Find the distance from the point P(0, \ 2, \ 2) to the line x=2t, \ y= 6 2t, \ z=2+t .


Find the distance from the point {eq}P(0, \ 2, \ 2) {/eq} to the line {eq}x=2t, \ y= 6-2t, \ z=2+t {/eq}.

Distance between Two Points:

Any point between the 3-dimensional cartesian space can be expressed as {eq}\displaystyle (x, y, z) {/eq}. The distance between any two points can be solved with the equation, {eq}\displaystyle d = \sqrt{(x_0-x_1)^2+(y_0-y_1)^2+(z_0-z_1)^2} {/eq}, where one point is {eq}\displaystyle (x_0,y_0, z_0) {/eq} and the other is {eq}\displaystyle (x_1,y_1,z_1) {/eq}.

Answer and Explanation:

For this problem, we need to find the distance of the vector that is perpendicular from the given line with one end as the given point, P. Any point on the line, S, can be expressed as {eq}\displaystyle S(2t, 6-2t, 2+t) {/eq}. Now, we express the length of any point on the line to P as

{eq}\begin{align} \displaystyle \vec{ SL} &= P - S\\ &= (0-2t, 2-6+2t, 2-2-t)\\ &= (-2t, -4+2t, -t)\\ \end{align} {/eq}

The direction of the line is known as {eq}\displaystyle \vec{L} = (2, -2, 1) {/eq}. Now, we know that {eq}\displaystyle \vec{L} {/eq} and {eq}\displaystyle \vec{SL} {/eq} are perpendicular with each other, so it must be that, {eq}\displaystyle \vec{L}\cdot \vec{SL} = 0 {/eq}. We find t that satisfies the equation.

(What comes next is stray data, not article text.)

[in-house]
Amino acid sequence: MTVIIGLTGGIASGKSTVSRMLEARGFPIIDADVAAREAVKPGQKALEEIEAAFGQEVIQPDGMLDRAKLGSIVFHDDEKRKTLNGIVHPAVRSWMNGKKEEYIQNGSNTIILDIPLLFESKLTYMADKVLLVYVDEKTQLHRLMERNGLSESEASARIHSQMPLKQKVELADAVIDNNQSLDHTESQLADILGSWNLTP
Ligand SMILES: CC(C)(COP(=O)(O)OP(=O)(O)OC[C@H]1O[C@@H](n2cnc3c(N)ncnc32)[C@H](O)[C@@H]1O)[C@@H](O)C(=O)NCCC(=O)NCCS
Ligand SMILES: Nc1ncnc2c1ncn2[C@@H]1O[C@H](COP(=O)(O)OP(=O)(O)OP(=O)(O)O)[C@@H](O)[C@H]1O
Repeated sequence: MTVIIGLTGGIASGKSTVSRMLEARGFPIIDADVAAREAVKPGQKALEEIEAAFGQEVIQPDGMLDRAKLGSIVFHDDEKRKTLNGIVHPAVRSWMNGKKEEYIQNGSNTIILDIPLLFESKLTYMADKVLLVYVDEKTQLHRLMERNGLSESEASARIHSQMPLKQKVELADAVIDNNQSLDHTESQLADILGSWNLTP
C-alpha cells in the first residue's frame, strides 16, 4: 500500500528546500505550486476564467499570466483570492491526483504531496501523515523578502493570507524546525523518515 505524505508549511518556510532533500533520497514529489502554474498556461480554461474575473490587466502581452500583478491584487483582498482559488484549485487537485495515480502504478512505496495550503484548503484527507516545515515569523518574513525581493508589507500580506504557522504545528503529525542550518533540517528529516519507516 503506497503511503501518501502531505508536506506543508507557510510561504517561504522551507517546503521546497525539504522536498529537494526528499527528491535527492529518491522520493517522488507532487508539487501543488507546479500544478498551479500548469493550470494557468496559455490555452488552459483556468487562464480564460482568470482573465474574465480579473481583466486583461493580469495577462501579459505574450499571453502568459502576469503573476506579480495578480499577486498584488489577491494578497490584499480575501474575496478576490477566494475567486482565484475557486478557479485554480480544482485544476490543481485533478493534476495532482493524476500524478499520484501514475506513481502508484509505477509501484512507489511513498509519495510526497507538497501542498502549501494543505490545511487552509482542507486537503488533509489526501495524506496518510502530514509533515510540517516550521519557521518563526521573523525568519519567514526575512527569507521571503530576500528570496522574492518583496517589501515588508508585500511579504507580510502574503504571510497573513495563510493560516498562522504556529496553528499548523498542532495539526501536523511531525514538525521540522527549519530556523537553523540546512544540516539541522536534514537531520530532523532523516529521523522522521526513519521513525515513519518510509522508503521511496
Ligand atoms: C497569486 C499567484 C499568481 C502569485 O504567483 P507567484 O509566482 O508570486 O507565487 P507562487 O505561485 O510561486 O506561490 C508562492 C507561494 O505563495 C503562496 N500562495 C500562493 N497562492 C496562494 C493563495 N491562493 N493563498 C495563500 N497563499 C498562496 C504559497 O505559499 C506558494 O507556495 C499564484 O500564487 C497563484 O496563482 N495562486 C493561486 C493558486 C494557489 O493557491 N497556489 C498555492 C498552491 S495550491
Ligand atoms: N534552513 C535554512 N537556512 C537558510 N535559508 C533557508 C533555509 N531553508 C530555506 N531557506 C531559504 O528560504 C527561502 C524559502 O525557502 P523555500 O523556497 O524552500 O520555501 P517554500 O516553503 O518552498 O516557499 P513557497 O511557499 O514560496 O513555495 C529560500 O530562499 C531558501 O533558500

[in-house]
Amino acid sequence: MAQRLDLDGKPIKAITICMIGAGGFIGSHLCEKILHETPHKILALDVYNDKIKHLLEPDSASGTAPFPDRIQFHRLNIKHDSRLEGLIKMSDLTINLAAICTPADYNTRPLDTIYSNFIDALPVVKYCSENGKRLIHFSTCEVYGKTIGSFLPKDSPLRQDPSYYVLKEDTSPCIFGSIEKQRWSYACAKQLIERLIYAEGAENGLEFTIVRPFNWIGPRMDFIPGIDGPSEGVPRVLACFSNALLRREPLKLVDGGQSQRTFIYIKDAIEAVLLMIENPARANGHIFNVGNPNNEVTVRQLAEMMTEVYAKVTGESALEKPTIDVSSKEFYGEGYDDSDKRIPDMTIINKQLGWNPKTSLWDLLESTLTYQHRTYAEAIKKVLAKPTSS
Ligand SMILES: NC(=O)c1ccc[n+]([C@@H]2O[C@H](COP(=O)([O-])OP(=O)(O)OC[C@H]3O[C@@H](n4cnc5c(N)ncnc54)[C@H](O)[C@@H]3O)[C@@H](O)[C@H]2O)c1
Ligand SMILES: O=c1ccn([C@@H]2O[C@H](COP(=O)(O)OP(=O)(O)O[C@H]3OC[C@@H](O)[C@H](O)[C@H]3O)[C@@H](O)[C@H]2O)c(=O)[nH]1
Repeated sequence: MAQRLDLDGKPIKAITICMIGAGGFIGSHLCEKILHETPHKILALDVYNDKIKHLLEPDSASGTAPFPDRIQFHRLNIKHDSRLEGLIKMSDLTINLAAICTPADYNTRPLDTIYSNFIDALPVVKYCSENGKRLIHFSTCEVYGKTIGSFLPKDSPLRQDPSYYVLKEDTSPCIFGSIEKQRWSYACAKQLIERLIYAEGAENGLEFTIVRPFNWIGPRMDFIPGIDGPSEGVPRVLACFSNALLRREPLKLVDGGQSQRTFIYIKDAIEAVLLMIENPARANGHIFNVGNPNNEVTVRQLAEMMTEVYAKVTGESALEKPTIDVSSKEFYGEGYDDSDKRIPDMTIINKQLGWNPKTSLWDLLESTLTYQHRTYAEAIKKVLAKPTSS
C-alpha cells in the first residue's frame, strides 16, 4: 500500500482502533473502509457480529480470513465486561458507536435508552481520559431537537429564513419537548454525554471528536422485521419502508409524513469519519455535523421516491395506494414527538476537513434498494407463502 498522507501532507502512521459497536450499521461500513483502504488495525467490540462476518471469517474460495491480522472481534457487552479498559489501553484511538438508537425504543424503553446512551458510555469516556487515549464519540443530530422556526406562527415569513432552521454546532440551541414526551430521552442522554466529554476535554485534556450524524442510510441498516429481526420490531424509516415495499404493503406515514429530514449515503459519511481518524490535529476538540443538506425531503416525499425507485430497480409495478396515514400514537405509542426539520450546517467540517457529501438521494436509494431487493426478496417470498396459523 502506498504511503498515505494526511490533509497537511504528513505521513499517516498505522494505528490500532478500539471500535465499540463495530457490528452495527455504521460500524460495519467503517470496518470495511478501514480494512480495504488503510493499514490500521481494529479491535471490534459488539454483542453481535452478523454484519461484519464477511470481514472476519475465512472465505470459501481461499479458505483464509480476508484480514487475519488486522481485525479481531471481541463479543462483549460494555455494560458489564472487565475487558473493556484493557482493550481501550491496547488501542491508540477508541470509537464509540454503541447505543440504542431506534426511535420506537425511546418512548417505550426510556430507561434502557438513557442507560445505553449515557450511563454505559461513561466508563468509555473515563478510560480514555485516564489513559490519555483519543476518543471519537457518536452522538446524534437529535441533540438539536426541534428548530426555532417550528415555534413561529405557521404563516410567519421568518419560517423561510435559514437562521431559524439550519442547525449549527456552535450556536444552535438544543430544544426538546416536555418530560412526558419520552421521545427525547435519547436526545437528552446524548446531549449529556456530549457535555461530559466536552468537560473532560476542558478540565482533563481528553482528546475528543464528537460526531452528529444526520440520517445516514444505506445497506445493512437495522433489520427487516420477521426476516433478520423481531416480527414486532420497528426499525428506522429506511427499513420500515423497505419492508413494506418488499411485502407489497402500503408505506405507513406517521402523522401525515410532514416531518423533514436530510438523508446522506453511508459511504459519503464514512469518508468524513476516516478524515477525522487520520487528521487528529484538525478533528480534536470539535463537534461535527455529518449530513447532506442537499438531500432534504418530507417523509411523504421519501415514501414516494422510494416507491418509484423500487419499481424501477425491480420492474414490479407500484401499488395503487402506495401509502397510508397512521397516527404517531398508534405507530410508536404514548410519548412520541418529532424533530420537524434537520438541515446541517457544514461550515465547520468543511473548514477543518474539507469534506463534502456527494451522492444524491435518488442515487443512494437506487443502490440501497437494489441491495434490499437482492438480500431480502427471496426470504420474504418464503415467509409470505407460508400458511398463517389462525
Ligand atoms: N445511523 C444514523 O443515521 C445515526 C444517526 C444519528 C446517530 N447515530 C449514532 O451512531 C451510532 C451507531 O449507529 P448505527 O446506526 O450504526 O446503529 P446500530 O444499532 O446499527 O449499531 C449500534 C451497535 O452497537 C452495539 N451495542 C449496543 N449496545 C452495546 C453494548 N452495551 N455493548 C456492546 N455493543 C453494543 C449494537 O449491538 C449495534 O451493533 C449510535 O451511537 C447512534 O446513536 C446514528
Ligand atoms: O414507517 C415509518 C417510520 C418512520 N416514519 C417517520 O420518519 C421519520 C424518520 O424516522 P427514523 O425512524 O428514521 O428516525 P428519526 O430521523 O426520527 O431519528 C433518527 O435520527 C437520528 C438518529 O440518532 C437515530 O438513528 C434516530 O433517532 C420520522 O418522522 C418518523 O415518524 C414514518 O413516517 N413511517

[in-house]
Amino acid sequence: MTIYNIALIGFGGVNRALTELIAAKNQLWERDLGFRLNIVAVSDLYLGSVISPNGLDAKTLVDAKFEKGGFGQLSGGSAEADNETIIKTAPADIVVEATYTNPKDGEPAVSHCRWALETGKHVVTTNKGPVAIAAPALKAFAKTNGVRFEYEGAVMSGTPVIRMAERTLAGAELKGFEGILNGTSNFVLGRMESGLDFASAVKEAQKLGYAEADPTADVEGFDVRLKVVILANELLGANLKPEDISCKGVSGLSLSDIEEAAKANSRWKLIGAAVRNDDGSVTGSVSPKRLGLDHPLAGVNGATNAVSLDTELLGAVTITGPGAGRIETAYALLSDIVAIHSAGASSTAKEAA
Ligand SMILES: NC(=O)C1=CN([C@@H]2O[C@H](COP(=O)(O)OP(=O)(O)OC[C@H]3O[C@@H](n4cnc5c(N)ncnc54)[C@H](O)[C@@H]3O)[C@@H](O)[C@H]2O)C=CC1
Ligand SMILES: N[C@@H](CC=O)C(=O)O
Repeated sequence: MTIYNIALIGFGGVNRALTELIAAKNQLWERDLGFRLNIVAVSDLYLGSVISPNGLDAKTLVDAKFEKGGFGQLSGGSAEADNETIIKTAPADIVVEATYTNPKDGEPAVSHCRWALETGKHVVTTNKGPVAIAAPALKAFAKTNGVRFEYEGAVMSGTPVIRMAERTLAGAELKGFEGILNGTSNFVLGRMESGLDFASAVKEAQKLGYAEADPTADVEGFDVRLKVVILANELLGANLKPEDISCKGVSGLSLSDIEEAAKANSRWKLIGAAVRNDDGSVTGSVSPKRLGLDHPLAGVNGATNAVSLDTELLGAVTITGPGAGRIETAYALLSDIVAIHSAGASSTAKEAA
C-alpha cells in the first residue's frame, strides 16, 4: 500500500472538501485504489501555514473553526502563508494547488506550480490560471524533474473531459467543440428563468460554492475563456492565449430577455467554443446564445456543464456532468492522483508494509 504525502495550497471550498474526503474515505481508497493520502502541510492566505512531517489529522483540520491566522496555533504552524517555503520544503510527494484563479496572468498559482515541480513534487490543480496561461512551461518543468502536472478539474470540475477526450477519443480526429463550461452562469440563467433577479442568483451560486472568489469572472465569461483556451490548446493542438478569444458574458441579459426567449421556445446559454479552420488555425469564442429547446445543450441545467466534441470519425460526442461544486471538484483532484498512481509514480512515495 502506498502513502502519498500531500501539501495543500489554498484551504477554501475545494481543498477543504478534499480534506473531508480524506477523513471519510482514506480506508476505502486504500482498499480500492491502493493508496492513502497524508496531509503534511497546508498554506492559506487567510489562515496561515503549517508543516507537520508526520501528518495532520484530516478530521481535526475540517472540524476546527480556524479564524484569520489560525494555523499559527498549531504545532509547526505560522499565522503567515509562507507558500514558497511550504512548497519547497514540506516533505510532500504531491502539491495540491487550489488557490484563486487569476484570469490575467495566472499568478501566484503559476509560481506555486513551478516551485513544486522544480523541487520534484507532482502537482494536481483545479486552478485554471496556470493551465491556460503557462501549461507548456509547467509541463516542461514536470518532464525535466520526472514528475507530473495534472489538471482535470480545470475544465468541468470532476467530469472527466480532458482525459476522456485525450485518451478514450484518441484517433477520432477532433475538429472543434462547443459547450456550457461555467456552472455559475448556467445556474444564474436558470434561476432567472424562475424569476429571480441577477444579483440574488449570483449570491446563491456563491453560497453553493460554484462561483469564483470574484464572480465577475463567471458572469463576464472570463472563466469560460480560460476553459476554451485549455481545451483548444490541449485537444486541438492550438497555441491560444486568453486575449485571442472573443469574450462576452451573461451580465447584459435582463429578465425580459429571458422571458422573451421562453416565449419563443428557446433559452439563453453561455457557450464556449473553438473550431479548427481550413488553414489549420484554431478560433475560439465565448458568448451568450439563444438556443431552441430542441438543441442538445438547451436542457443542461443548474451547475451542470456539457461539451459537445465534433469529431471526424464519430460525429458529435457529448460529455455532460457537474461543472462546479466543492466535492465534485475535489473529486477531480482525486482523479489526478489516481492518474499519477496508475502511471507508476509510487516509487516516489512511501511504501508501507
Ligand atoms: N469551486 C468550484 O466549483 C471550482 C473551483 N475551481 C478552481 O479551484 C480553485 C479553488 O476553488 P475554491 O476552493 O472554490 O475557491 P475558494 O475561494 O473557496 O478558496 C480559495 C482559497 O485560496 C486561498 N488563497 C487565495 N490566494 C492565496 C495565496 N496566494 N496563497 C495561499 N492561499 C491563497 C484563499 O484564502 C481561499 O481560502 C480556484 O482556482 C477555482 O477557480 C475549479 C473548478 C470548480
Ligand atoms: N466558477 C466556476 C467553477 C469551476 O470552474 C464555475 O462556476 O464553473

{eq}\begin{align} \displaystyle \vec{L}\cdot \vec{SL} &= 0\\ (2, -2, 1)\cdot (-2t, -4+2t, -t)&= 0\\ -4+8-4t-t &= 0\\ -5t &= -4\\ t &= \frac{4}{5} \end{align} {/eq}

Therefore, the distance of P to S is the distance between P and the point on the line S at {eq}\displaystyle t = \frac{4}{5} {/eq}. We proceed with the solution.

{eq}\begin{align} \displaystyle d &= |P -S_{t = \frac{4}{5}}|\\ &= \left| (0, 2, 2) - \left( 2\cdot \frac{4}{5}, 6- 2\cdot \frac{4}{5}, 2 + \frac{4}{5} \right) \right|\\ &= \left|(0,2,2) - \left(\frac{8}{5}, \frac{22}{5}, \frac{14}{5} \right) \right|\\ &= \sqrt{\left(0 - \frac{8}{5} \right)^2-\left(2 - \frac{22}{5} \right)^2-\left(2- \frac{14}{5} \right)^2}\\ &=\boxed{\frac{4\sqrt{14}}{5}} \end{align} {/eq}

Learn more about this topic:

Evaluating Parametric Equations: Process & Examples

from Precalculus: High School

Chapter 24 / Lesson 3

Related to this Question

Explore our homework questions and answers library